Mixed-ability classes bore students, frustrate parents, and burn out teachers. The brightest will never summit Everest, and the laggers won’t enjoy the lovely stroll in the park they are perhaps more suited to. Individuals suffer at the demands of the collective, mediocrity prevails. In 2014, the UK Education Secretary called for streaming to be made compulsory. And as the former British prime minister David Cameron said in 2006: ‘I want to see it in every single school. Parents know it works. Teachers know it works.’ According to the Organisation for Economic Cooperation and Development, 98 per cent of Australian schools use some form of streaming.
Despite all this, there is limited empirical evidence to suggest that streaming results in better outcomes for students. Professor John Hattie, director of the Melbourne Education Research Institute, notes that ‘tracking has minimal effects on learning outcomes and profound negative equity effects’. Streaming significantly – and negatively – affects those students placed in the bottom sets. These students tend to have much higher representation of low socioeconomic backgrounds. Less significant is the small benefit for those lucky clever students in the higher sets. The overall result is relative inequality. The smart stay smart, and the dumb get dumber, further entrenching social disadvantage.
In the latest update of Hattie’s influential meta-analysis of factors influencing student achievement, one of the most significant factors – far more than reducing class size (effect: 0.21) or even providing feedback on student work (0.7) – is the teachers’ estimate of achievement (1.57). Streaming students by diagnosed achievement automatically restricts teacher expectations. Meanwhile, in a mixed environment, teacher expectations have to be more diverse and flexible.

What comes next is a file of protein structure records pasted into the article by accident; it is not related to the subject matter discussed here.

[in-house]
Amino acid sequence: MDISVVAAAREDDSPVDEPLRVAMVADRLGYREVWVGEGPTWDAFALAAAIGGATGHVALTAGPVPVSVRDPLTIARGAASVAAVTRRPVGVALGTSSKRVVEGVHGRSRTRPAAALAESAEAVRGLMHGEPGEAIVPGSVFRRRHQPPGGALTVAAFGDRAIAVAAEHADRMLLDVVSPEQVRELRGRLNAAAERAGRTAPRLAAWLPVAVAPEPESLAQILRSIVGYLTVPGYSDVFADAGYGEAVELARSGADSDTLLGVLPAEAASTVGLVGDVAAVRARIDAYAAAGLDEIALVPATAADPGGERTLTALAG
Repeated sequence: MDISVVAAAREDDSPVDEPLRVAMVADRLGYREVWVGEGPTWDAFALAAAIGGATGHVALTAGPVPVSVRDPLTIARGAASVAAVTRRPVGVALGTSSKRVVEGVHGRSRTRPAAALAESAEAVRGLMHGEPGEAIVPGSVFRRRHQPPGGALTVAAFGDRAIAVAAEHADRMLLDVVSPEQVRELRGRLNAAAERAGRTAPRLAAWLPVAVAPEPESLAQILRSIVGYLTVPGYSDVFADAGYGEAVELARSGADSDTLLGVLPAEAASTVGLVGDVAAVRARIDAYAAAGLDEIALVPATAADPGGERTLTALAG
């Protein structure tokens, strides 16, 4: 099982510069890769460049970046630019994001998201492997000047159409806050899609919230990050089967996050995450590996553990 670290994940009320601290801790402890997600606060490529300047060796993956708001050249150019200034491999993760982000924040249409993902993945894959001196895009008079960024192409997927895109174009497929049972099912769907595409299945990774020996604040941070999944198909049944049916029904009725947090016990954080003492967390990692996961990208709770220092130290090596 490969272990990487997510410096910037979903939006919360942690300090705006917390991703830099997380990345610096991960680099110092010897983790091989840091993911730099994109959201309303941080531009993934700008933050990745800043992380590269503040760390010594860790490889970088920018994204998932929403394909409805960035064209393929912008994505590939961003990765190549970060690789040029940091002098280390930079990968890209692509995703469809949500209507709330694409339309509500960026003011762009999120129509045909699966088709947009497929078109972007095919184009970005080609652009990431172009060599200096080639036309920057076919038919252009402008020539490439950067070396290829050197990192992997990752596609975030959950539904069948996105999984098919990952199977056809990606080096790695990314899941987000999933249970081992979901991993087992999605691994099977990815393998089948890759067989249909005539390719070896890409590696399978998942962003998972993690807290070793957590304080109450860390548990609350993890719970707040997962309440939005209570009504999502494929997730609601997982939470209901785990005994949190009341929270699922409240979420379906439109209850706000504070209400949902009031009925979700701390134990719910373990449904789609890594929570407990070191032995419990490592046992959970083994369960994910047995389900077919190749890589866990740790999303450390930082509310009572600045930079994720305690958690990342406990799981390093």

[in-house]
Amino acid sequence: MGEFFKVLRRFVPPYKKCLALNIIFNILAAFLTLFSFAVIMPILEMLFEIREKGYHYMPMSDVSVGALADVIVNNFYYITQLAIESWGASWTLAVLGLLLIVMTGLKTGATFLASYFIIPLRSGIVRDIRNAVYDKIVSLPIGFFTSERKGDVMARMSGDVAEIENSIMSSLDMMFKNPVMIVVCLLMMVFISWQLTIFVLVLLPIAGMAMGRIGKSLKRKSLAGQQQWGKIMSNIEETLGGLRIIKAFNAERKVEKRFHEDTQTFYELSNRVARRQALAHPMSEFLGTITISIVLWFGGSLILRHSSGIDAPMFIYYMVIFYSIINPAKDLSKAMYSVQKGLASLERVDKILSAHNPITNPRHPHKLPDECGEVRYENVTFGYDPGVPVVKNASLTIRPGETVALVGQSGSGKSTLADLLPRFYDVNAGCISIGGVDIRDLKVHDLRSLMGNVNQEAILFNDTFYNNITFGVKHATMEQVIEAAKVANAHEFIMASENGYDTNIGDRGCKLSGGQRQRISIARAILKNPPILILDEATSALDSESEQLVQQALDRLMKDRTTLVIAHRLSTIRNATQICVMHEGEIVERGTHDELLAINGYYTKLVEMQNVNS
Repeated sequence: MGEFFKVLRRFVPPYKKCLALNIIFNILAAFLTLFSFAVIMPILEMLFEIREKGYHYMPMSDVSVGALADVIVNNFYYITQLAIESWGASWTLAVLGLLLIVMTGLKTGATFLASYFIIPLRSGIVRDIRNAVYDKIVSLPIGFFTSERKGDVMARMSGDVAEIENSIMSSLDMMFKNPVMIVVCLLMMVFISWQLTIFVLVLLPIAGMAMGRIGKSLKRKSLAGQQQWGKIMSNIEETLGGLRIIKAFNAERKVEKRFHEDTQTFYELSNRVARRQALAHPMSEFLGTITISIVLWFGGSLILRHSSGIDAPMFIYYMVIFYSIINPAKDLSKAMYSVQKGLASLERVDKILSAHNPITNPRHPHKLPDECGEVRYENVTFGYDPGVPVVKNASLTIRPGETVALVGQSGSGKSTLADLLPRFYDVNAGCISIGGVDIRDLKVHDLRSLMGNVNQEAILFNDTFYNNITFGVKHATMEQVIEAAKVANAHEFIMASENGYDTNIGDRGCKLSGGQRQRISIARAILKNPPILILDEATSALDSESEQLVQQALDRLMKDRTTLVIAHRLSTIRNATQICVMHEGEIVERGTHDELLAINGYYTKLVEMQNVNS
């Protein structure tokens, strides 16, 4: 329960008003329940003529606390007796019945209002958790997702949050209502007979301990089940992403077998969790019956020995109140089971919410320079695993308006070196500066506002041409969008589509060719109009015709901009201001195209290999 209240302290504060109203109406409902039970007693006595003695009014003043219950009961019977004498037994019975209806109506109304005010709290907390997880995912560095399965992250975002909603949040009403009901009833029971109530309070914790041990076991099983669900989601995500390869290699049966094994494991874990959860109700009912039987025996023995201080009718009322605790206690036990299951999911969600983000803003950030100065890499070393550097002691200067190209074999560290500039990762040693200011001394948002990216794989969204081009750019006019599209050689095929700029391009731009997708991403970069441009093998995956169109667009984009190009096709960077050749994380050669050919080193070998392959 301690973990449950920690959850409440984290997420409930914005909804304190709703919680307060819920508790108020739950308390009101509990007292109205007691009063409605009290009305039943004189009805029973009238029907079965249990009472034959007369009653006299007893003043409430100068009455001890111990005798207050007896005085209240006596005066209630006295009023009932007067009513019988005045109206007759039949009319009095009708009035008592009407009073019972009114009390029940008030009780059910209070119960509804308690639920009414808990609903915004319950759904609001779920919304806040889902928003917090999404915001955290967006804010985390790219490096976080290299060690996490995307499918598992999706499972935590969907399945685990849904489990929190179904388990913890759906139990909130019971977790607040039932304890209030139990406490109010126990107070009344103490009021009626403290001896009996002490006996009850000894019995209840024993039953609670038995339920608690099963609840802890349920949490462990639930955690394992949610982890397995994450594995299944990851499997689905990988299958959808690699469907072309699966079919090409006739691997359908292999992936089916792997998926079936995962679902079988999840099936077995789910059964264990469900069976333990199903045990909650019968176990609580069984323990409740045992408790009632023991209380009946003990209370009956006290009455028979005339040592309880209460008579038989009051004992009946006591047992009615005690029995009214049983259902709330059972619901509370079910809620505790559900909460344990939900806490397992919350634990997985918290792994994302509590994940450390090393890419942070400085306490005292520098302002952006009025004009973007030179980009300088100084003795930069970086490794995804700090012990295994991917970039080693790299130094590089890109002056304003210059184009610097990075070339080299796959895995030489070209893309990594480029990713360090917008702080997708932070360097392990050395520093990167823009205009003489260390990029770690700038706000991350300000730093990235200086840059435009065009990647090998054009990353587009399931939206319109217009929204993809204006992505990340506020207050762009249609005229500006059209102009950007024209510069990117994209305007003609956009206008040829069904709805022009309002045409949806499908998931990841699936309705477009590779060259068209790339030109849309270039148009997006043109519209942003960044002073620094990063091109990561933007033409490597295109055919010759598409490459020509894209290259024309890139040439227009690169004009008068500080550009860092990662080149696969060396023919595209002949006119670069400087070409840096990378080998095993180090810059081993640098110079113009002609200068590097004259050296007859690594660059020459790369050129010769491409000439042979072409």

While streaming might seem to help teachers to effectively target a student’s ZPD, it can underestimate the importance of peer-to-peer learning. A crucial aspect of constructivist theory is the role of the MKO – ‘more-knowledgeable other’ – in knowledge construction. While teachers are traditionally the MKOs in classrooms, the value of knowledgeable student peers must not go unrecognised either.
It is amazing to watch a student explain an idea or skill to her peers in ways that their teacher would never think of. They operate with different language tools, different social tools and, having just learnt it themselves, possess similar cognitive structures. There is also something exciting about passing on skills and knowledge that you yourself have just mastered – a certain pride and zeal, a certain freshness to the interaction between teacher and learner that is often lost by the expert for whom the steps are obvious and the joy of discovery forgotten. As a teacher, I often find I do a better job teaching material that I am not overly familiar with. In these circumstances, we hit authentic learning snags where I am not an expert-knower, but become an expert-learner, and we all have to negotiate the learning together.
Having a variety of students of different abilities in a collaborative learning environment provides valuable resources of relative-experts who are able to help each other meet their learning needs, never mind the benefits to communication and social skills. Look to the old adage: the best way to learn something is to teach it. If so, streamed classrooms reduce authentic opportunities for peer-to-peer teaching and learning, with both less and more capable students disadvantaged. And today, more than ever, we need the many to flourish – not suffer at the expense of a few bright stars. I go on a hike with a motley array of student once a year. It is challenging. The fittest students realise they need to encourage the reluctant. There are lookouts who report back, and extra items to carry for others. The laggers – who have never walked more than a kilometre their entire life – struggle, blistered, chafed and out of breath. But they also inevitably surprise themselves. We make it – together.